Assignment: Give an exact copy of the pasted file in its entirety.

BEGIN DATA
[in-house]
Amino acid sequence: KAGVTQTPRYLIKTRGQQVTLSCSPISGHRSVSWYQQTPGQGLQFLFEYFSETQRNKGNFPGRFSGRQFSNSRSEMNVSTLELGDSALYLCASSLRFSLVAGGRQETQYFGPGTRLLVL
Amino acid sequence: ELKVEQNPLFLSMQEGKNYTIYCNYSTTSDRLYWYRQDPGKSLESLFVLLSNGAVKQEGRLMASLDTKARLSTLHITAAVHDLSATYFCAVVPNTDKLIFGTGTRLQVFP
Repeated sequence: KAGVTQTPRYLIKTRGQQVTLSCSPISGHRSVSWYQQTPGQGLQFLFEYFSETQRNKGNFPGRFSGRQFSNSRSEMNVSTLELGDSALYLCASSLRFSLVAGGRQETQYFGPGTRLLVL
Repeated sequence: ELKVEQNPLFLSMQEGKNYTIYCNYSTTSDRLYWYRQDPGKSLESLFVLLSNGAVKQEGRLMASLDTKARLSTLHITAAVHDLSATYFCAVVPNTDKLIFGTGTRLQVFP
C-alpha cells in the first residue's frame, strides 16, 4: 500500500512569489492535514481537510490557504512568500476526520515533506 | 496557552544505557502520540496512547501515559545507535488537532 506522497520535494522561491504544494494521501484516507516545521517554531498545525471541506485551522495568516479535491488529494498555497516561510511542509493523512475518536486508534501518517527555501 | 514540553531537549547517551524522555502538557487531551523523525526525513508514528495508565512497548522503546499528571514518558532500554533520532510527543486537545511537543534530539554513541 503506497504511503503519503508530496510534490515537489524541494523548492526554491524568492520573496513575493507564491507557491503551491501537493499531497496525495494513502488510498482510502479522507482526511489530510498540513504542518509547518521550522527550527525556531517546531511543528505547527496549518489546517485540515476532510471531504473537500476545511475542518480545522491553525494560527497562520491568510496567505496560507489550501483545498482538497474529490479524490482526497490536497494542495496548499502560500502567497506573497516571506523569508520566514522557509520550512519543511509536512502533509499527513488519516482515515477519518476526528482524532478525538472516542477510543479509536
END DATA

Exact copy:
[in-house]
Amino acid sequence: KAGVTQTPRYLIKTRGQQVTLSCSPISGHRSVSWYQQTPGQGLQFLFEYFSETQRNKGNFPGRFSGRQFSNSRSEMNVSTLELGDSALYLCASSLRFSLVAGGRQETQYFGPGTRLLVL
Amino acid sequence: ELKVEQNPLFLSMQEGKNYTIYCNYSTTSDRLYWYRQDPGKSLESLFVLLSNGAVKQEGRLMASLDTKARLSTLHITAAVHDLSATYFCAVVPNTDKLIFGTGTRLQVFP
Repeated sequence: KAGVTQTPRYLIKTRGQQVTLSCSPISGHRSVSWYQQTPGQGLQFLFEYFSETQRNKGNFPGRFSGRQFSNSRSEMNVSTLELGDSALYLCASSLRFSLVAGGRQETQYFGPGTRLLVL
Repeated sequence: ELKVEQNPLFLSMQEGKNYTIYCNYSTTSDRLYWYRQDPGKSLESLFVLLSNGAVKQEGRLMASLDTKARLSTLHITAAVHDLSATYFCAVVPNTDKLIFGTGTRLQVFP
C-alpha cells in the first residue's frame, strides 16, 4: 500500500512569489492535514481537510490557504512568500476526520515533506 | 496557552544505557502520540496512547501515559545507535488537532 506522497520535494522561491504544494494521501484516507516545521517554531498545525471541506485551522495568516479535491488529494498555497516561510511542509493523512475518536486508534501518517527555501 | 514540553531537549547517551524522555502538557487531551523523525526525513508514528495508565512497548522503546499528571514518558532500554533520532510527543486537545511537543534530539554513541 503506497504511503503519503508530496510534490515537489524541494523548492526554491524568492520573496513575493507564491507557491503551491501537493499531497496525495494513502488510498482510502479522507482526511489530510498540513504542518509547518521550522527550527525556531517546531511543528505547527496549518489546517485540515476532510471531504473537500476545511475542518480545522491553525494560527497562520491568510496567505496560507489550501483545498482538497474529490479524490482526497490536497494542495496548499502560500502567497506573497516571506523569508520566514522557509520550512519543511509536512502533509499527513488519516482515515477519518476526528482524532478525538472516542477510543479509536